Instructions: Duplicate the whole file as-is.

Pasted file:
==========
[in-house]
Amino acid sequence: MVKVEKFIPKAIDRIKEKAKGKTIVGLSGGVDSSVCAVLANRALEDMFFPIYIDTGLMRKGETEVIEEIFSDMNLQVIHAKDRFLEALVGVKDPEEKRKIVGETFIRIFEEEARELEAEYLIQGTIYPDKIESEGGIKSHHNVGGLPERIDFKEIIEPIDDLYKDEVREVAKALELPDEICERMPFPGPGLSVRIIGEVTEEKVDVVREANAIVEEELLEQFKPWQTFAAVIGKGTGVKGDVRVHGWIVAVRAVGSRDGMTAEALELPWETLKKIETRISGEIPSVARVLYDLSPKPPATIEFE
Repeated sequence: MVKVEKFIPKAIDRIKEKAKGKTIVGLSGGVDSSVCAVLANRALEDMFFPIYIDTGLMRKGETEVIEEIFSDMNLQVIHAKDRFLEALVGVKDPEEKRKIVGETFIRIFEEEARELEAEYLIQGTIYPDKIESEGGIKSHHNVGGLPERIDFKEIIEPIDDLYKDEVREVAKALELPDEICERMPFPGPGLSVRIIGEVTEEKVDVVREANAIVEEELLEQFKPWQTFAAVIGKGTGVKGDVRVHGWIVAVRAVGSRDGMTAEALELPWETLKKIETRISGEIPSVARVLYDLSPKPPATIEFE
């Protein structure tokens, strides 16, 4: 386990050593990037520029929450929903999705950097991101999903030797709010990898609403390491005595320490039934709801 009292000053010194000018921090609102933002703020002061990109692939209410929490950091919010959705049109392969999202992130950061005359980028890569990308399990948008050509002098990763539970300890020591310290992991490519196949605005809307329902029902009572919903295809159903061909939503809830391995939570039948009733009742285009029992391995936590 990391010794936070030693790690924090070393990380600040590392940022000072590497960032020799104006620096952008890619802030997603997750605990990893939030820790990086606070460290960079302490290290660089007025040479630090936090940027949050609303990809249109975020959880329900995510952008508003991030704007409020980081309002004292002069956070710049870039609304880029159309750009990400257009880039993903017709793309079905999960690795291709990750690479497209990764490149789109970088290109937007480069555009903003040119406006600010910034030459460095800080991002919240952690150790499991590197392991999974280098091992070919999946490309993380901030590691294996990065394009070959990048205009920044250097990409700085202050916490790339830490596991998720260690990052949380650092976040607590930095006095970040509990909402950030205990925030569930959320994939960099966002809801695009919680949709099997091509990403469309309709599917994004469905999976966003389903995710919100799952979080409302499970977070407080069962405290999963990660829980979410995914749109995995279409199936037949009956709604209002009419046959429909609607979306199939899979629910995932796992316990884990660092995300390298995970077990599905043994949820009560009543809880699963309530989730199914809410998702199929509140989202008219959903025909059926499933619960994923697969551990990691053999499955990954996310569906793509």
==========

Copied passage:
[in-house]
Amino acid sequence: MVKVEKFIPKAIDRIKEKAKGKTIVGLSGGVDSSVCAVLANRALEDMFFPIYIDTGLMRKGETEVIEEIFSDMNLQVIHAKDRFLEALVGVKDPEEKRKIVGETFIRIFEEEARELEAEYLIQGTIYPDKIESEGGIKSHHNVGGLPERIDFKEIIEPIDDLYKDEVREVAKALELPDEICERMPFPGPGLSVRIIGEVTEEKVDVVREANAIVEEELLEQFKPWQTFAAVIGKGTGVKGDVRVHGWIVAVRAVGSRDGMTAEALELPWETLKKIETRISGEIPSVARVLYDLSPKPPATIEFE
Repeated sequence: MVKVEKFIPKAIDRIKEKAKGKTIVGLSGGVDSSVCAVLANRALEDMFFPIYIDTGLMRKGETEVIEEIFSDMNLQVIHAKDRFLEALVGVKDPEEKRKIVGETFIRIFEEEARELEAEYLIQGTIYPDKIESEGGIKSHHNVGGLPERIDFKEIIEPIDDLYKDEVREVAKALELPDEICERMPFPGPGLSVRIIGEVTEEKVDVVREANAIVEEELLEQFKPWQTFAAVIGKGTGVKGDVRVHGWIVAVRAVGSRDGMTAEALELPWETLKKIETRISGEIPSVARVLYDLSPKPPATIEFE
């Protein structure tokens, strides 16, 4: 386990050593990037520029929450929903999705950097991101999903030797709010990898609403390491005595320490039934709801 009292000053010194000018921090609102933002703020002061990109692939209410929490950091919010959705049109392969999202992130950061005359980028890569990308399990948008050509002098990763539970300890020591310290992991490519196949605005809307329902029902009572919903295809159903061909939503809830391995939570039948009733009742285009029992391995936590 990391010794936070030693790690924090070393990380600040590392940022000072590497960032020799104006620096952008890619802030997603997750605990990893939030820790990086606070460290960079302490290290660089007025040479630090936090940027949050609303990809249109975020959880329900995510952008508003991030704007409020980081309002004292002069956070710049870039609304880029159309750009990400257009880039993903017709793309079905999960690795291709990750690479497209990764490149789109970088290109937007480069555009903003040119406006600010910034030459460095800080991002919240952690150790499991590197392991999974280098091992070919999946490309993380901030590691294996990065394009070959990048205009920044250097990409700085202050916490790339830490596991998720260690990052949380650092976040607590930095006095970040509990909402950030205990925030569930959320994939960099966002809801695009919680949709099997091509990403469309309709599917994004469905999976966003389903995710919100799952979080409302499970977070407080069962405290999963990660829980979410995914749109995995279409199936037949009956709604209002009419046959429909609607979306199939899979629910995932796992316990884990660092995300390298995970077990599905043994949820009560009543809880699963309530989730199914809410998702199929509140989202008219959903025909059926499933619960994923697969551990990691053999499955990954996310569906793509």